By: Dan Cohen – 5/17/16
On May 11, 2016, President Obama signed into law the Defend Trade Secrets Act (DTSA), which amends the Economic Espionage Act of 1996 and adds a civil remedy for misappropriation of trade secrets. The ESA had been limited to criminal remedies with investigations and prosecutions conducted by the U.S. Attorney’s office. The law provides a new federal civil cause of action to trade secret owners whose misappropriated trade secret is “related to a product or service used in, or intended for use in, interstate of foreign commerce.” Trade secret owners can now recover:
- their actual damages caused by the misappropriation;
- damages for unjust enrichment;
- injunctive relief to prevent actual or threatened misappropriation;
- exemplary damages for “willful and malicious misappropriations (up to twice the amount of actual damages);”
- reasonable attorney’s fees
The law also provides authority to courts to condition future use of the misappropriated trade secret on the payment of reasonable royalties where injunctive relief is inequitable. While much of the remedial scheme of the law mirrors state trade secret laws premised on the Uniform Trade Secrets Act, the DTSA provides for one very unique and brand new remedy: the Court may order the seizure of property “necessary to prevent the propagation or dissemination of the trade secret” at issue upon ex parte application (without notice to the defendant or counsel) based upon affidavit or verified complaint.
Applications for seizure must demonstrate a number of specified facts before the Court can issue the order and have federal marshals seize property. Among those facts are (1) a temporary restraining order would be inadequate; (2) immediate and irreparable injury will occur absent seizure; (3) the harm to the plaintiff outweighs the harm to the defendant; (4) the defendant or those acting in concert with the defendant would destroy, hide or otherwise make the trade secret inaccessible to the court if put on notice. A seizure order requires a hearing within seven days of the seizure and restricts the owner’s access to its trade secret, must protect the defendant from publicity, requires the court to secure the seized property and permits the appointment of a special master.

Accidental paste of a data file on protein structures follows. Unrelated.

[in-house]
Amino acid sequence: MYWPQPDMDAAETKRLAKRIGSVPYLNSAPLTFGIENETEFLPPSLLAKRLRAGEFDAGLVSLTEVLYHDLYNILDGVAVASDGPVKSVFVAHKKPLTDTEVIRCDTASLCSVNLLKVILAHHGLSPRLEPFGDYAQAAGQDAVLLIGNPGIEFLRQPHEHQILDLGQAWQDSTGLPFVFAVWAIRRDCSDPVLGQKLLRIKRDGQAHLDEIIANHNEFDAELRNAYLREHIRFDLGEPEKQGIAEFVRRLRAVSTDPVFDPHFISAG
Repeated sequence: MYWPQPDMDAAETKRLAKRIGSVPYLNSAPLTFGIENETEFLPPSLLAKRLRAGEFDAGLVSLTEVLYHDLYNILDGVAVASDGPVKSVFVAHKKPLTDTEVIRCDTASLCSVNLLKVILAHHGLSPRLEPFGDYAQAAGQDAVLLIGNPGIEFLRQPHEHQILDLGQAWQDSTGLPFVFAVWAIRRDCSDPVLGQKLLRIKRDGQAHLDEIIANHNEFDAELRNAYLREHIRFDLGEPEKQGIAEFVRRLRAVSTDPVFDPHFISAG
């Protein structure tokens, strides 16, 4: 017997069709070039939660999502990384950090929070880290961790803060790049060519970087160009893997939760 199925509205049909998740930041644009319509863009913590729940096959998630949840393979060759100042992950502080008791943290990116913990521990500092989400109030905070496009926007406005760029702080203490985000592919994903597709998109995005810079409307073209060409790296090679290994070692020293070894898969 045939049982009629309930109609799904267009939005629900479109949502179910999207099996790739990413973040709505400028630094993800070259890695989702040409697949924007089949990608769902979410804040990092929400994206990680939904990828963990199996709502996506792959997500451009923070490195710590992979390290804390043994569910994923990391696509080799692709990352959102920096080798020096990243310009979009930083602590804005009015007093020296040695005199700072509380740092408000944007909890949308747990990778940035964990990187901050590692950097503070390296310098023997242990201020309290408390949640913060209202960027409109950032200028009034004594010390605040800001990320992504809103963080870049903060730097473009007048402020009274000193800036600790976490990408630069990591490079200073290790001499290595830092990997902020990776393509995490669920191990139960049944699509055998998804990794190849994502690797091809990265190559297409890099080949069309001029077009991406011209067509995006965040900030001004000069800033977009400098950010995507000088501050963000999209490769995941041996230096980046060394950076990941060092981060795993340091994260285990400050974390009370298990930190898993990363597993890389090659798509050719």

The DTSA contains immunity provisions for individuals who disclose trade secret information to the government for the purpose of reporting a suspected violation of law or in a complaint or filing made under seal. Employers are required to provide notice of the DTSA’s immunity provisions to take advantage of the full range of remedies provided under the law. The DTSA states that notice shall be provided “in any contract or agreement with an employee that governs use of a trade secret or other confidential information.” Accordingly, employers may wish to modify their confidentiality agreements to provide appropriate notice of the DTSA immunity provisions.
It is hard to say how much this adds for employers who have trade secrets worth protecting. State court actions continue to be available as the DTSA does not preempt state law. Employers may like the idea of being in federal court, which was only available in trade secret actions involving diversity of citizenship, unless another federal claim was alleged in the litigation. The federal cause of action may be attractive for the simple reason that many attorneys are not used to being in or are intimidated by being in federal court (of course, we are not such attorneys). Finally, the added feature of an ex parte seizure of a computer or cell phone containing trade secrets is one aspect of the DTSA cause of action, which might tip the scales in favor of pursuing trade secret actions in federal court. However, I would not get too excited about it as seizure orders are only supposed to be entered where there are “extraordinary circumstances.”